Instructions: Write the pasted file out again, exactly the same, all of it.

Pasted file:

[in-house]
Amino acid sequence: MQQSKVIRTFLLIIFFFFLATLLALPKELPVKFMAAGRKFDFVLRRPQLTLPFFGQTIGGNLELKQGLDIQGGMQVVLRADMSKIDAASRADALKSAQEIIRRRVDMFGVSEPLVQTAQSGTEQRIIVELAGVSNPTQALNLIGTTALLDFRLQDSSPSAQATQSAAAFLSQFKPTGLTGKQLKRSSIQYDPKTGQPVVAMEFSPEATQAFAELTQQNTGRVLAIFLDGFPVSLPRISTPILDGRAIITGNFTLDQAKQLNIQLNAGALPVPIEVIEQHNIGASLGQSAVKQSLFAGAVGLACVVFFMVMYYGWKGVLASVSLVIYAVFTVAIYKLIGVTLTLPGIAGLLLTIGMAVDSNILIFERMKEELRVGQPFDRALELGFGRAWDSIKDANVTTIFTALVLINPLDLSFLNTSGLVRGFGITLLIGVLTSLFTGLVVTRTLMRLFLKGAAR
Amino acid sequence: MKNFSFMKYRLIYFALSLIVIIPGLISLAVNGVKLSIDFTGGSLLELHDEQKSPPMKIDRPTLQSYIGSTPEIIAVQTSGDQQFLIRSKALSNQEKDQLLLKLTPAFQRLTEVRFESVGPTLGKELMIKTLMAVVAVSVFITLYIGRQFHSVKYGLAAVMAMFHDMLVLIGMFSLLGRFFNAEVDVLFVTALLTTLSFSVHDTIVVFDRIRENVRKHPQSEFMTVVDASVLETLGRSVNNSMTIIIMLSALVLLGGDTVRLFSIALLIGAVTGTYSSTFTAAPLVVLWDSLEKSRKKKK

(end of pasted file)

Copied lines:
[in-house]
Amino acid sequence: MQQSKVIRTFLLIIFFFFLATLLALPKELPVKFMAAGRKFDFVLRRPQLTLPFFGQTIGGNLELKQGLDIQGGMQVVLRADMSKIDAASRADALKSAQEIIRRRVDMFGVSEPLVQTAQSGTEQRIIVELAGVSNPTQALNLIGTTALLDFRLQDSSPSAQATQSAAAFLSQFKPTGLTGKQLKRSSIQYDPKTGQPVVAMEFSPEATQAFAELTQQNTGRVLAIFLDGFPVSLPRISTPILDGRAIITGNFTLDQAKQLNIQLNAGALPVPIEVIEQHNIGASLGQSAVKQSLFAGAVGLACVVFFMVMYYGWKGVLASVSLVIYAVFTVAIYKLIGVTLTLPGIAGLLLTIGMAVDSNILIFERMKEELRVGQPFDRALELGFGRAWDSIKDANVTTIFTALVLINPLDLSFLNTSGLVRGFGITLLIGVLTSLFTGLVVTRTLMRLFLKGAAR
Amino acid sequence: MKNFSFMKYRLIYFALSLIVIIPGLISLAVNGVKLSIDFTGGSLLELHDEQKSPPMKIDRPTLQSYIGSTPEIIAVQTSGDQQFLIRSKALSNQEKDQLLLKLTPAFQRLTEVRFESVGPTLGKELMIKTLMAVVAVSVFITLYIGRQFHSVKYGLAAVMAMFHDMLVLIGMFSLLGRFFNAEVDVLFVTALLTTLSFSVHDTIVVFDRIRENVRKHPQSEFMTVVDASVLETLGRSVNNSMTIIIMLSALVLLGGDTVRLFSIALLIGAVTGTYSSTFTAAPLVVLWDSLEKSRKKKK